A world of miniatures where those who build doll houses ask, "Who is going to live there? You?"

Doll house builder finds furnishings and "people"

OLMSTED FALLS - The rooms are filled with furniture, some of it ornately carved and well-upholstered. In the kitchen, there are boxes of cereal on the counter and a bowl of eggs on the table. But the observer must get within inches to see the items well. No problem with that. These items are made to be seen up close. This is the world of doll houses.

"We build houses normally in one-inch scale," said Dawn Reese.  "One inch equals one foot in real life," added the owner of Dolls and Minis, a store in Olmsted Falls which sells items for those who passion is doll houses. 

Her shop on Columbia Road is filled wall-to-wall with doll houses she has built or ordered. On shelves through the store are items which are dwarfed by the human fingernail. A bowl of eggs, which could be placed in a kitchen setting, is about the size of a thimble. The eggs inside it are significantly smaller.

Reese, who came to the U.S., from England 27 years ago, became interested in life in miniature when she was a girl who overlooked her father's shoulder as he built model airplanes. "I used to be in his shed where he used to build his airplanes playing with bits of wood," she remembered.

Now she works with bits of wood, plastic, fabric, wallpaper and a myriad of other items as she builds doll houses, some of them standing three feet high. That would include three floors of "living" space for the people who live in the doll houses. Although she sells figurines which can fit nicely in her creations, she finds many of her customers choose not to buy the figurines of humans.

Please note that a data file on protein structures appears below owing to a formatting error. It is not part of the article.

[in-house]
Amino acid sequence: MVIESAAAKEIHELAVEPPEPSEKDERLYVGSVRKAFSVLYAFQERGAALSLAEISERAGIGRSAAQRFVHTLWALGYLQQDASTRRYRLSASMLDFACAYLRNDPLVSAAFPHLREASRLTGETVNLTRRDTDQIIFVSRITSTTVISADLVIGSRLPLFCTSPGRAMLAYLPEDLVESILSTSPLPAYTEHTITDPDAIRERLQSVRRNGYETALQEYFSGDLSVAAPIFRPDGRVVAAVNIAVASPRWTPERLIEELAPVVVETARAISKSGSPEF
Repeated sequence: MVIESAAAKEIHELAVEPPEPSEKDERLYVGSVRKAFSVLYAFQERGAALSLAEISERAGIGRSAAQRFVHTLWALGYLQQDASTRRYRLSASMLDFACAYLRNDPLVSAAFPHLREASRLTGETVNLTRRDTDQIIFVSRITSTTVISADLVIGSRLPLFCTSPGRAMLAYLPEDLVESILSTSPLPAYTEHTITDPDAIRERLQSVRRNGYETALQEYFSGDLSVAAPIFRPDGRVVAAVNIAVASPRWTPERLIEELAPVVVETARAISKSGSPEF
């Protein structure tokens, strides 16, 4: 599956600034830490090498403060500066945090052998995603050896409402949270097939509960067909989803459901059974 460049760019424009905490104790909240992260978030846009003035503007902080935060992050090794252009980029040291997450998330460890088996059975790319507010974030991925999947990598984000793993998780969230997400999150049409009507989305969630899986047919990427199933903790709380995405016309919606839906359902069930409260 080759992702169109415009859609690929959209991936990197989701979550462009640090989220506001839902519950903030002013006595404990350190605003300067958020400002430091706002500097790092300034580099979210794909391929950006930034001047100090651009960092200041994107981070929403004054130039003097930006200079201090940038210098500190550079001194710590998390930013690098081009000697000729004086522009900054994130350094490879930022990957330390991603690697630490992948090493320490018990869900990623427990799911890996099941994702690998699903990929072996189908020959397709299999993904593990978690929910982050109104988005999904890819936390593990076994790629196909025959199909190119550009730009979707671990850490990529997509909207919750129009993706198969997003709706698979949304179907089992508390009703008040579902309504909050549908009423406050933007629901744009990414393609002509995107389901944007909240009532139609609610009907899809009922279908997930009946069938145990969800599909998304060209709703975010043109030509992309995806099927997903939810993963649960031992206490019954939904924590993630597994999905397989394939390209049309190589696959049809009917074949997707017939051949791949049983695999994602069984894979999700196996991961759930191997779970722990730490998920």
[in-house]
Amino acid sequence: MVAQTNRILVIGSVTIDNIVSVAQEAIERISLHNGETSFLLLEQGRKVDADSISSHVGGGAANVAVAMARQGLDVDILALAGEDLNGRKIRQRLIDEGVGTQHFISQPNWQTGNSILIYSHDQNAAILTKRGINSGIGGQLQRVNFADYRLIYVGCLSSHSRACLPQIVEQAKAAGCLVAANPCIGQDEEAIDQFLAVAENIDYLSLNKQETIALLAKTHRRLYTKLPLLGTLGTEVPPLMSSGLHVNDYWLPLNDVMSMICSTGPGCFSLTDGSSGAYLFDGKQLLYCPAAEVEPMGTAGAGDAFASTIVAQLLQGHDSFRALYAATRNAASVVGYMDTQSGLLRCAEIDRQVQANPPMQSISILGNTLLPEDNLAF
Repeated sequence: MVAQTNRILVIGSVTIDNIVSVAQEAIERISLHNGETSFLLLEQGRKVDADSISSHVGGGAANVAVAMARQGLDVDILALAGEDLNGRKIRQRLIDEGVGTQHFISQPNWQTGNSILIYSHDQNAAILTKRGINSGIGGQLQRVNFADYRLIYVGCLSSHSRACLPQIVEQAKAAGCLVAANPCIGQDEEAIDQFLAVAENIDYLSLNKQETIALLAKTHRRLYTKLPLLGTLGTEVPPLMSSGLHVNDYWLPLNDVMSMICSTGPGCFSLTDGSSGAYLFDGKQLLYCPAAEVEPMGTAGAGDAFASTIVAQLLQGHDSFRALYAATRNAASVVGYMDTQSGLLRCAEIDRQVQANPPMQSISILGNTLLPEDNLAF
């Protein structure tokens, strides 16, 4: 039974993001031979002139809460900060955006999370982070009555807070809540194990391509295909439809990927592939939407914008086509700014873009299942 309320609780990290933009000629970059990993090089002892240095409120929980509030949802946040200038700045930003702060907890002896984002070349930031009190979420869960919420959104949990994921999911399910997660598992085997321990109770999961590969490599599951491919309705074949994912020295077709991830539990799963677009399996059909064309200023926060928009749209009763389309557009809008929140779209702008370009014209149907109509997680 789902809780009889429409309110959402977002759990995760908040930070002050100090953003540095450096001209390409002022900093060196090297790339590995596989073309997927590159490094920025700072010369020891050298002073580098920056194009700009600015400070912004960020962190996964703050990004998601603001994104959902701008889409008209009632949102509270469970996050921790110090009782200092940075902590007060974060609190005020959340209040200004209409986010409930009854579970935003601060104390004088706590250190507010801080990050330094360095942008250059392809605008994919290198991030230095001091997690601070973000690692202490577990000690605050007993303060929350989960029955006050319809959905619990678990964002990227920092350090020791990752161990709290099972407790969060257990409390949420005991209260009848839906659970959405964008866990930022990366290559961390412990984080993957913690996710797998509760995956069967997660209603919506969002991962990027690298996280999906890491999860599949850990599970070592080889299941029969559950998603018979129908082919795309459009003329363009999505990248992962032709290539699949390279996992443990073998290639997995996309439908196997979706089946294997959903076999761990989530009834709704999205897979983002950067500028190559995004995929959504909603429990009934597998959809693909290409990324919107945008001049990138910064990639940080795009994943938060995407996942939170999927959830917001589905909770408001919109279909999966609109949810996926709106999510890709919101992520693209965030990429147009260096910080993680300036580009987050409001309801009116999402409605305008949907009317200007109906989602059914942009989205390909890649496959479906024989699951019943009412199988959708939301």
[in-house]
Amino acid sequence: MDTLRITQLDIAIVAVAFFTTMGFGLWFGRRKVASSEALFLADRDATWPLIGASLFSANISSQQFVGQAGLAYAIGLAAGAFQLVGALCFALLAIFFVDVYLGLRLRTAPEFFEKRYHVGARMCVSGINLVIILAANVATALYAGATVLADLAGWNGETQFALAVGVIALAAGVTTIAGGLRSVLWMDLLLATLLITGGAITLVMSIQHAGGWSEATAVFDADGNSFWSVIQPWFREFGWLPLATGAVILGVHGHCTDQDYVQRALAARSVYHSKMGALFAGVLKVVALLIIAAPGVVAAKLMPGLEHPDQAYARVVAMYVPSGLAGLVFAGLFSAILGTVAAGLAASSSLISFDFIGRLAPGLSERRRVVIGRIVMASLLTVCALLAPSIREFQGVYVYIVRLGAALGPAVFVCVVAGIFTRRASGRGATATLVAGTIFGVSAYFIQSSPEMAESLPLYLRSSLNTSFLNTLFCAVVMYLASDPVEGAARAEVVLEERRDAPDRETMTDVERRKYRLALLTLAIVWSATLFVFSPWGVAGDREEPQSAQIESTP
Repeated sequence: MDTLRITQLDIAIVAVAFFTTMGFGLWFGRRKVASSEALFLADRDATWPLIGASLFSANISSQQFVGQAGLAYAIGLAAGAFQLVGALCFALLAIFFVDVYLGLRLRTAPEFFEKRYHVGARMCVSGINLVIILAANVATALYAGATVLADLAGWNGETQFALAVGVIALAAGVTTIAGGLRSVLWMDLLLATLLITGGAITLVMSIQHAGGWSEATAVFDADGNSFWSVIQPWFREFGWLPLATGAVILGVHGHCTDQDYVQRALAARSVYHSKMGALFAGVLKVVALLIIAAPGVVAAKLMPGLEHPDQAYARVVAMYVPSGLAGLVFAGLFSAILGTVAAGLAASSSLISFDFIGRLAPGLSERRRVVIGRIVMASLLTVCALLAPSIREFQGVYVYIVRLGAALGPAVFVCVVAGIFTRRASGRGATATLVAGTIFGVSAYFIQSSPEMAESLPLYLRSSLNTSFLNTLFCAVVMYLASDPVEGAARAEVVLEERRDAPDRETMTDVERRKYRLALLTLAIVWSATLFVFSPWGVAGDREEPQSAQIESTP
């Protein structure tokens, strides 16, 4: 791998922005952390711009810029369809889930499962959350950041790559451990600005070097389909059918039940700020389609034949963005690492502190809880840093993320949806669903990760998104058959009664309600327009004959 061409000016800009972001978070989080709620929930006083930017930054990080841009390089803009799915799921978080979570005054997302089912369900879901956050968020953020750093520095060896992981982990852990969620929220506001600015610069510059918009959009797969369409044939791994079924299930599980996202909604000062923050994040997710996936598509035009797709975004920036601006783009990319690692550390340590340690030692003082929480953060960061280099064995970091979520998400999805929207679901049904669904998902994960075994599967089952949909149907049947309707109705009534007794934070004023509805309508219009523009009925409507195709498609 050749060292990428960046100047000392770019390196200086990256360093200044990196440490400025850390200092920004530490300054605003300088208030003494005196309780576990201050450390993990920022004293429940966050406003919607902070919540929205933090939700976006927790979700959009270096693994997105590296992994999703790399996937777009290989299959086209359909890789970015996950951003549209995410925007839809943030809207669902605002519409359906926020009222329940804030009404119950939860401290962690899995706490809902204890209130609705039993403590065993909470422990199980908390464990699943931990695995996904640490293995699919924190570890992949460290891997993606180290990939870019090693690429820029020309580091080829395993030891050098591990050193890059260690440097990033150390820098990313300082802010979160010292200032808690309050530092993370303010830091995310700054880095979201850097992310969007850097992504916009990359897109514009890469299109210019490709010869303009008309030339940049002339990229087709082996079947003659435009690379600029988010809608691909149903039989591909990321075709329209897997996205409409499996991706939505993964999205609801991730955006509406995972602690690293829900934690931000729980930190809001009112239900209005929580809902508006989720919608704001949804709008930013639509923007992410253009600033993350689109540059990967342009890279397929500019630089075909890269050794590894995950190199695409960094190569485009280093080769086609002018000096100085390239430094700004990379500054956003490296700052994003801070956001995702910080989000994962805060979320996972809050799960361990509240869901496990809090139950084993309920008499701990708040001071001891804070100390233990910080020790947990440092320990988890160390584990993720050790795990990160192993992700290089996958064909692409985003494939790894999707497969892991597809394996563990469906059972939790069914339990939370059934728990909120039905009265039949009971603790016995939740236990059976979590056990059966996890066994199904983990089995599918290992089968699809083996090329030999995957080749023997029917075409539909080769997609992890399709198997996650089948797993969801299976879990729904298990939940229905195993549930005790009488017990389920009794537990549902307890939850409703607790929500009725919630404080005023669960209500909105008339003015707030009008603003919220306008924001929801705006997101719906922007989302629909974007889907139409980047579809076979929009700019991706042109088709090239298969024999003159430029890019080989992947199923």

She always asks for whom she is building the house.  That is a key question because Reese wants to get into the mindset of her customers. "Sometimes the house would be built for someone from their imagination that lives there," she said matter-of-factly. "Other times, the house is the house they've always wanted to live in," she added.

This is the world of imagination. Most of the people who have doll houses as a hobby are adults. Many recreate the house in which they grew up. Sometimes the house is the one they wished they had bought. Whatever the customer needs, Reese feels she can supply it. She is both architect and decorator. The doll houses can even have electricity to light small lamps which are on tables next to beds or in chandeliers in the ceilings of dining rooms.

Outside Dolls and Minis on Columbia Road, there are other small shops which sell a variety of items. Within a few steps are the railroad tracks on which freight trains lumber through regularly. The world of the freight train pulling many dozens of boxcars is far removed from the small, intricate world of doll houses. Standing in the shop looking at the doll houses while at the same time peering through the window at the freight trains is like standing on the cusp of two different worlds.

The world of the doll houses is Reese's passion. So, too, is the world of dolls which she also sells. On the racks of doll clothing are dozens of different kinds of dresses and outfits which will fit the dolls. In her basement, she works at repairing dolls which have grown old with age. Like a surgeon, she repairs legs, arms and even gives the dolls new hair, artificial or human.

Reese agreed for the customer who brought in a 100-year-old doll for repair. "For her, this doll is like a baby almost," she said. "It's got very much a sentimental value."

It is the world of the miniatures where customers bring their imaginations. That is the world of the doll house and the doll.

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